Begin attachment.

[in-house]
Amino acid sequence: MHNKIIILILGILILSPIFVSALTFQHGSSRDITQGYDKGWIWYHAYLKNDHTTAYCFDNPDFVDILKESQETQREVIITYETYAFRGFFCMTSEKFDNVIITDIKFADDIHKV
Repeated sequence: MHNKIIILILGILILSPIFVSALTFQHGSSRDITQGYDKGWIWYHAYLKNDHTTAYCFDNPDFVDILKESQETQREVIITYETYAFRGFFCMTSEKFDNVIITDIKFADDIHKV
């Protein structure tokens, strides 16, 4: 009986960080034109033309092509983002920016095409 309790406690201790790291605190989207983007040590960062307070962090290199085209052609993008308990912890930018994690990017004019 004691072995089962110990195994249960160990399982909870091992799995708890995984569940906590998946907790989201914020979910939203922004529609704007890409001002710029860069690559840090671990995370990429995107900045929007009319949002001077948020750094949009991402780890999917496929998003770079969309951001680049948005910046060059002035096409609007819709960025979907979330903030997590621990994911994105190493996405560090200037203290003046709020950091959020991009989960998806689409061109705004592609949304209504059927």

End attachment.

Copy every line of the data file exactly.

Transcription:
[in-house]
Amino acid sequence: MHNKIIILILGILILSPIFVSALTFQHGSSRDITQGYDKGWIWYHAYLKNDHTTAYCFDNPDFVDILKESQETQREVIITYETYAFRGFFCMTSEKFDNVIITDIKFADDIHKV
Repeated sequence: MHNKIIILILGILILSPIFVSALTFQHGSSRDITQGYDKGWIWYHAYLKNDHTTAYCFDNPDFVDILKESQETQREVIITYETYAFRGFFCMTSEKFDNVIITDIKFADDIHKV
């Protein structure tokens, strides 16, 4: 009986960080034109033309092509983002920016095409 309790406690201790790291605190989207983007040590960062307070962090290199085209052609993008308990912890930018994690990017004019 004691072995089962110990195994249960160990399982909870091992799995708890995984569940906590998946907790989201914020979910939203922004529609704007890409001002710029860069690559840090671990995370990429995107900045929007009319949002001077948020750094949009991402780890999917496929998003770079969309951001680049948005910046060059002035096409609007819709960025979907979330903030997590621990994911994105190493996405560090200037203290003046709020950091959020991009989960998806689409061109705004592609949304209504059927």